I always use Mutsus and/or Northern Spies. NEVER Macs...they are an eating apple, and go mushy. Cortlands are not too bad, but too fine a texture for me for me. I make an adapted pate brisee et sucree, and I use an adapted "Candied Apple Pie" from the Mennononite Community Cookbook. And I prefer an open pie. See? It must have taken me 3 years of trying, and even so, there were never leftovers. Some just turn out better than others. Each aspect of the pie takes some practise. Simply rolling the pastry is a skill unto itself, happily honed by making rolled cookies, as they give you practise with a dough that's very forgiving. Even try making pie pastry "cookies", to get some practise working with it. (Make the pastry, and handle as you would to prepare for a pie, sprinkle and press into the pastry: sugar or cinnamon sugar or sugar mixed with grated lemon or orange zest, slice into straws, twist, and bake)

        Brilliance takes awhile: perfection takes a little longer. Relax, make note of the results: what you liked and disliked about it, why you think it went wrong, and enjoy the results
        along the way. Think about it and try again.


        3 Replies
        1. re: violabratsche

          When I started making bread as a twenty two year old, I boiled the water for the yeast (I am smart. I swear. I have gone to college and won) for years. I eventually learned how to do it, so I won't quit. The test kitchen pie sounds really promising. DH is leaving town for a week (after he finishes my last failure --- you're all right about that --- they get eaten). I do think that cooking the apples ahead would make a difference big time. I'll keep watching this for your other great suggestions and take heart. I'll report after the next attempt. Maybe I'll make a pie to welcome him home.

          1. re: violabratsche

            Really good advice. I couldn't agree more. I've been trying for years to find the ideal (for me) pie crust and I do believe I have found it with the vodka crust. I suffered through the failures and frustrations - non of which were so bad as to be inedible.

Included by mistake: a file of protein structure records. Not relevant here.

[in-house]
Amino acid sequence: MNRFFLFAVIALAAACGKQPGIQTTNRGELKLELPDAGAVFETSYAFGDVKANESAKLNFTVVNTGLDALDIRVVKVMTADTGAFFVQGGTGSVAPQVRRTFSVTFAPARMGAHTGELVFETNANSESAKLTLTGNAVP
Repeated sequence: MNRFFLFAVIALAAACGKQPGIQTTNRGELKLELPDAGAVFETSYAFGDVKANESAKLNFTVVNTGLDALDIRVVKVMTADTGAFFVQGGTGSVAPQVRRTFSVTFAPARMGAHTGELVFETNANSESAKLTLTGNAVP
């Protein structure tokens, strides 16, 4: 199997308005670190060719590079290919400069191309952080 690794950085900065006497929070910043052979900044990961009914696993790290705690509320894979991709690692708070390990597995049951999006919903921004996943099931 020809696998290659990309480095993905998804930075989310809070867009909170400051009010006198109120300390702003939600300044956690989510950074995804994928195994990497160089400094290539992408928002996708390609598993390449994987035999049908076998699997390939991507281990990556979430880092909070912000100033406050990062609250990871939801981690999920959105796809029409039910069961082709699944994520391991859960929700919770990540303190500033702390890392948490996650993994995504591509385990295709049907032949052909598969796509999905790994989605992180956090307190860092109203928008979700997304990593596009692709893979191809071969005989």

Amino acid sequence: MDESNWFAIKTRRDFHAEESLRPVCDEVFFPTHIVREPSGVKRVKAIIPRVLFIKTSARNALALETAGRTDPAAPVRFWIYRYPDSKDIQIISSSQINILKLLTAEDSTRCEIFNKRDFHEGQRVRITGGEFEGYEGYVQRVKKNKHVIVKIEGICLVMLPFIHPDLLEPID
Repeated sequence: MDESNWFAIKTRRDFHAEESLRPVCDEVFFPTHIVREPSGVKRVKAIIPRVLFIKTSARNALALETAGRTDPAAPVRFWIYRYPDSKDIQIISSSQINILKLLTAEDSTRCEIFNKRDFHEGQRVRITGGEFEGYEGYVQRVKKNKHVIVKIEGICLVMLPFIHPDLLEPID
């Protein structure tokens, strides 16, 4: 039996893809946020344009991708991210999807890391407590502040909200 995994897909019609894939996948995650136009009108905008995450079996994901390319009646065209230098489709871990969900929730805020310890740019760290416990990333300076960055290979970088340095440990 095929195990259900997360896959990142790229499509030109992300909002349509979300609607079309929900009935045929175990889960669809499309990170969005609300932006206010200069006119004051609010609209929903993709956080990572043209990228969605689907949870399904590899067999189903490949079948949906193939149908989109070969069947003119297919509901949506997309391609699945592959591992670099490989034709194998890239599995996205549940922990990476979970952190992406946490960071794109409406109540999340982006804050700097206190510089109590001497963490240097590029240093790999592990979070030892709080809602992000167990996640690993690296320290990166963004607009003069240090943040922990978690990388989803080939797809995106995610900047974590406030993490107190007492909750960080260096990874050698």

Good luck dutchdot

            1. re: violabratsche

              I like the advice to practice. Although this doesn't address all the variables, you could make apple crostatas, which would allow you to practice making pastry and see how different apple varieties cook.
              I made an apple pie a month or so ago which was fine but not perfection. (Mostly due to my lack of precision in shaping the crust.) A couple weeks later, I made an apple-cranberry crostata that was terrific; I wondered why had even bothered with the double-crust pie!

            2. I heartily second the recommendation to pre-cook the apples. It has made a big difference in my apple pies, no gap under the top crust. I like to cook the apples until just barely soft on the outside and then scoop them out with a slotted spoon and reduce the remaining juice by about half and add it back to the apples. That way your pie isn't too soupy, but it isn't too dry either.

     for your frozen butter, the best tip I've seen lately (on CH...but I forget who said it) was to grate frozen butter and just mix that into the flour. Tada! Perfectly sized butter peices with no 'cutting in' or guessing when the pieces are small enough. Toss grated butter in the dry ingredients, add ICE water till it will just hold together and then form into a disk and chill.

              Oh...and I agree. No Macs. The apples have to be tartish and have a good amount of crisp to them, and macs just don't hold up well enough for my taste.